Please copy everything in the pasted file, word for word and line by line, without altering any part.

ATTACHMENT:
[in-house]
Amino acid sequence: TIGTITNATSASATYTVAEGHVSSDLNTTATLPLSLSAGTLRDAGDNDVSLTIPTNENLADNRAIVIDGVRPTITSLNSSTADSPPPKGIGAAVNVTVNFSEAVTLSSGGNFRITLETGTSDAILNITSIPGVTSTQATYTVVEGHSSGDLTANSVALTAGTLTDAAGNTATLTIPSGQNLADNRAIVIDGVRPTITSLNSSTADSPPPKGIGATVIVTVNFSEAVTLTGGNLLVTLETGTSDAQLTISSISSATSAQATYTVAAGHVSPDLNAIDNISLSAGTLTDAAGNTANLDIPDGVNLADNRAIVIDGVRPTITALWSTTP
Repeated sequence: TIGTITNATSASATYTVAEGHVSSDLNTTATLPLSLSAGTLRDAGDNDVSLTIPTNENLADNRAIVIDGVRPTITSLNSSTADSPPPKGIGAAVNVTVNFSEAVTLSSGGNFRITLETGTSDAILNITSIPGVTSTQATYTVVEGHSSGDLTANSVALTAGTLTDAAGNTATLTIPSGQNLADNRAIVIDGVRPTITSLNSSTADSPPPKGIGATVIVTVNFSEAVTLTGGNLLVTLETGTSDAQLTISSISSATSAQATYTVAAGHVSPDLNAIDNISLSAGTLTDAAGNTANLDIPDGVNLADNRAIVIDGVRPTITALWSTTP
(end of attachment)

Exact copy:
[in-house]
Amino acid sequence: TIGTITNATSASATYTVAEGHVSSDLNTTATLPLSLSAGTLRDAGDNDVSLTIPTNENLADNRAIVIDGVRPTITSLNSSTADSPPPKGIGAAVNVTVNFSEAVTLSSGGNFRITLETGTSDAILNITSIPGVTSTQATYTVVEGHSSGDLTANSVALTAGTLTDAAGNTATLTIPSGQNLADNRAIVIDGVRPTITSLNSSTADSPPPKGIGATVIVTVNFSEAVTLTGGNLLVTLETGTSDAQLTISSISSATSAQATYTVAAGHVSPDLNAIDNISLSAGTLTDAAGNTANLDIPDGVNLADNRAIVIDGVRPTITALWSTTP
Repeated sequence: TIGTITNATSASATYTVAEGHVSSDLNTTATLPLSLSAGTLRDAGDNDVSLTIPTNENLADNRAIVIDGVRPTITSLNSSTADSPPPKGIGAAVNVTVNFSEAVTLSSGGNFRITLETGTSDAILNITSIPGVTSTQATYTVVEGHSSGDLTANSVALTAGTLTDAAGNTATLTIPSGQNLADNRAIVIDGVRPTITSLNSSTADSPPPKGIGATVIVTVNFSEAVTLTGGNLLVTLETGTSDAQLTISSISSATSAQATYTVAAGHVSPDLNAIDNISLSAGTLTDAAGNTANLDIPDGVNLADNRAIVIDGVRPTITALWSTTP